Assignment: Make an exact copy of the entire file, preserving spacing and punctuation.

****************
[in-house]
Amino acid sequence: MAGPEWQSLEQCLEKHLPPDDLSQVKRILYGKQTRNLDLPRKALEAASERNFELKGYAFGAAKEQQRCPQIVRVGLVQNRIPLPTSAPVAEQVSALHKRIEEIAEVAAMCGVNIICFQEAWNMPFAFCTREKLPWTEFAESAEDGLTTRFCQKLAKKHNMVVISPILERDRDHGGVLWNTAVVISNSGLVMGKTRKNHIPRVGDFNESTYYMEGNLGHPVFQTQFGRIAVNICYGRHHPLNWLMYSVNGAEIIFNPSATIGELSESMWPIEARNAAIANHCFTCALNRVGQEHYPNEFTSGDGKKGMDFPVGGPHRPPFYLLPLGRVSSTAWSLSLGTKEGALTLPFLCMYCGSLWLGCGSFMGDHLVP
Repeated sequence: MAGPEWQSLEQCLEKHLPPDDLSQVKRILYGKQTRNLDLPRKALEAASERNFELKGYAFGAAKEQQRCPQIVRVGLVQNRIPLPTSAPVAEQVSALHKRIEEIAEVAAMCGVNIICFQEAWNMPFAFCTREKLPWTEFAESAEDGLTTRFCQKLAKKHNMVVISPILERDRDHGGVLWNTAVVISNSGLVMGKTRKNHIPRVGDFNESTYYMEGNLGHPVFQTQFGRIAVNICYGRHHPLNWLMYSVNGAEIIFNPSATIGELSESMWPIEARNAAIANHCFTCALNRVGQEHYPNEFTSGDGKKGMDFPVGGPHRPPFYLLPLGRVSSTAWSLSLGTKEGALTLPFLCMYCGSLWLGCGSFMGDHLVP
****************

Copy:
[in-house]
Amino acid sequence: MAGPEWQSLEQCLEKHLPPDDLSQVKRILYGKQTRNLDLPRKALEAASERNFELKGYAFGAAKEQQRCPQIVRVGLVQNRIPLPTSAPVAEQVSALHKRIEEIAEVAAMCGVNIICFQEAWNMPFAFCTREKLPWTEFAESAEDGLTTRFCQKLAKKHNMVVISPILERDRDHGGVLWNTAVVISNSGLVMGKTRKNHIPRVGDFNESTYYMEGNLGHPVFQTQFGRIAVNICYGRHHPLNWLMYSVNGAEIIFNPSATIGELSESMWPIEARNAAIANHCFTCALNRVGQEHYPNEFTSGDGKKGMDFPVGGPHRPPFYLLPLGRVSSTAWSLSLGTKEGALTLPFLCMYCGSLWLGCGSFMGDHLVP
Repeated sequence: MAGPEWQSLEQCLEKHLPPDDLSQVKRILYGKQTRNLDLPRKALEAASERNFELKGYAFGAAKEQQRCPQIVRVGLVQNRIPLPTSAPVAEQVSALHKRIEEIAEVAAMCGVNIICFQEAWNMPFAFCTREKLPWTEFAESAEDGLTTRFCQKLAKKHNMVVISPILERDRDHGGVLWNTAVVISNSGLVMGKTRKNHIPRVGDFNESTYYMEGNLGHPVFQTQFGRIAVNICYGRHHPLNWLMYSVNGAEIIFNPSATIGELSESMWPIEARNAAIANHCFTCALNRVGQEHYPNEFTSGDGKKGMDFPVGGPHRPPFYLLPLGRVSSTAWSLSLGTKEGALTLPFLCMYCGSLWLGCGSFMGDHLVP